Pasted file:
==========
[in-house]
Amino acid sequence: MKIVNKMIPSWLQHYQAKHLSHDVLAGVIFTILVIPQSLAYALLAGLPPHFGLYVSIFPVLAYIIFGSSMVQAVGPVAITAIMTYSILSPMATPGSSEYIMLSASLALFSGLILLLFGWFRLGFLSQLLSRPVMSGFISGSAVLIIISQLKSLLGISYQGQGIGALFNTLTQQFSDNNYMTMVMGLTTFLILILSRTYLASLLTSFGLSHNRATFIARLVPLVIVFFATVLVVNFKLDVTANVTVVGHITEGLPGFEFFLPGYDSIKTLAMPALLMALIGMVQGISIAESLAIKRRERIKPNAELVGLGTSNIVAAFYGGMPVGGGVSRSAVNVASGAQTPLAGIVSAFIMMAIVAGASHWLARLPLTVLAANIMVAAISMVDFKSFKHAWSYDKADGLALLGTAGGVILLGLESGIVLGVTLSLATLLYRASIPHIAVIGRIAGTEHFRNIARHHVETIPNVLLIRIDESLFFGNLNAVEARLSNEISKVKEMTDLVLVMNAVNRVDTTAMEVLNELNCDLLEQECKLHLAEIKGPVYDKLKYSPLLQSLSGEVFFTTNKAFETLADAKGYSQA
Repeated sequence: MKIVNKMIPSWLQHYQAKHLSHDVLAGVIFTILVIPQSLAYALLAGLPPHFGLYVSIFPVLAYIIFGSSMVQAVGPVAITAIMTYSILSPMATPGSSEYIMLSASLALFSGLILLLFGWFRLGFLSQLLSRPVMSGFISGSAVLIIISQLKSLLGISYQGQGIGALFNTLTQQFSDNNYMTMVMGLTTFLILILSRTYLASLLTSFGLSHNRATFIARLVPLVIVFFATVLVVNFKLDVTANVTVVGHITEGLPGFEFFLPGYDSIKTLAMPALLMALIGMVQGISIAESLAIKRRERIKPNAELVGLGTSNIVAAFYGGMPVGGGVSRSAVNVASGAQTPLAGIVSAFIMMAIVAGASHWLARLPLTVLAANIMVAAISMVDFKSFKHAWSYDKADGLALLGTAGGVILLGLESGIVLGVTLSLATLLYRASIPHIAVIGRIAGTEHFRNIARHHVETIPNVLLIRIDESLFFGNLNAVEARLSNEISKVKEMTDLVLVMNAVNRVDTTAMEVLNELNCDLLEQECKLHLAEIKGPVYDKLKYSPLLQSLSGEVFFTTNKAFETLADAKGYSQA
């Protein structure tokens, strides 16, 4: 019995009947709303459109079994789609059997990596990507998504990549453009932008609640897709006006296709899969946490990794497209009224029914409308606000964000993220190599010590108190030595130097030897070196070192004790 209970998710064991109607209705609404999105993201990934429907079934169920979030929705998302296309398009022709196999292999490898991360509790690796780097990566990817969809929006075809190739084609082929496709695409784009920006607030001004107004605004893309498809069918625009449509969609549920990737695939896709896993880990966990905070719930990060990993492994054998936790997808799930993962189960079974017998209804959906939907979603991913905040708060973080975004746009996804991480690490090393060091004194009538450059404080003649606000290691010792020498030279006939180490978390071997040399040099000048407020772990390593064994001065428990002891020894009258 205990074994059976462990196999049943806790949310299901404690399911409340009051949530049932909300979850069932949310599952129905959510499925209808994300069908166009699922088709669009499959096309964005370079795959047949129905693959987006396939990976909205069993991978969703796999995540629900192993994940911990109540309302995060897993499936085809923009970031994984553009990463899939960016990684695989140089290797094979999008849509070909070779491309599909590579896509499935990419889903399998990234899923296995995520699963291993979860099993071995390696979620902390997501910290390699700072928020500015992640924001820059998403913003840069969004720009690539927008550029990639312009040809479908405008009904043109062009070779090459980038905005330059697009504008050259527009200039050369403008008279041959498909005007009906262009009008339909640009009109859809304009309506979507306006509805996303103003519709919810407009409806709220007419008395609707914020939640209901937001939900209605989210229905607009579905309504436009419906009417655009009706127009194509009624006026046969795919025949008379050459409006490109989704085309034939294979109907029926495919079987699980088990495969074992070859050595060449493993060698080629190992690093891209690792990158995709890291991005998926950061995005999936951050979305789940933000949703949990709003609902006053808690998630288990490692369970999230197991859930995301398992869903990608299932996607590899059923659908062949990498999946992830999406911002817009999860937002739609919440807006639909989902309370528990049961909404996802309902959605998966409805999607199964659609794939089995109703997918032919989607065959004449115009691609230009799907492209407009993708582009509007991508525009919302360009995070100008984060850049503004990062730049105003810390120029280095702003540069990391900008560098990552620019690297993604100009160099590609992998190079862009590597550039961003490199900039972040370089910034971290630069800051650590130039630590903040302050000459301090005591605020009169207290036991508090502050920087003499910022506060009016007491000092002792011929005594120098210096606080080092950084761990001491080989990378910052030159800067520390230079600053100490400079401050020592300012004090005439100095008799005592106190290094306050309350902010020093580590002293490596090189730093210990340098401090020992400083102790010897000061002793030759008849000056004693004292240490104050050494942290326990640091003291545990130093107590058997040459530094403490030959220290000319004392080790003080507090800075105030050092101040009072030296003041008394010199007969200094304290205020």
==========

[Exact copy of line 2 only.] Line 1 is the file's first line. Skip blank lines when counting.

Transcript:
Amino acid sequence: MKIVNKMIPSWLQHYQAKHLSHDVLAGVIFTILVIPQSLAYALLAGLPPHFGLYVSIFPVLAYIIFGSSMVQAVGPVAITAIMTYSILSPMATPGSSEYIMLSASLALFSGLILLLFGWFRLGFLSQLLSRPVMSGFISGSAVLIIISQLKSLLGISYQGQGIGALFNTLTQQFSDNNYMTMVMGLTTFLILILSRTYLASLLTSFGLSHNRATFIARLVPLVIVFFATVLVVNFKLDVTANVTVVGHITEGLPGFEFFLPGYDSIKTLAMPALLMALIGMVQGISIAESLAIKRRERIKPNAELVGLGTSNIVAAFYGGMPVGGGVSRSAVNVASGAQTPLAGIVSAFIMMAIVAGASHWLARLPLTVLAANIMVAAISMVDFKSFKHAWSYDKADGLALLGTAGGVILLGLESGIVLGVTLSLATLLYRASIPHIAVIGRIAGTEHFRNIARHHVETIPNVLLIRIDESLFFGNLNAVEARLSNEISKVKEMTDLVLVMNAVNRVDTTAMEVLNELNCDLLEQECKLHLAEIKGPVYDKLKYSPLLQSLSGEVFFTTNKAFETLADAKGYSQA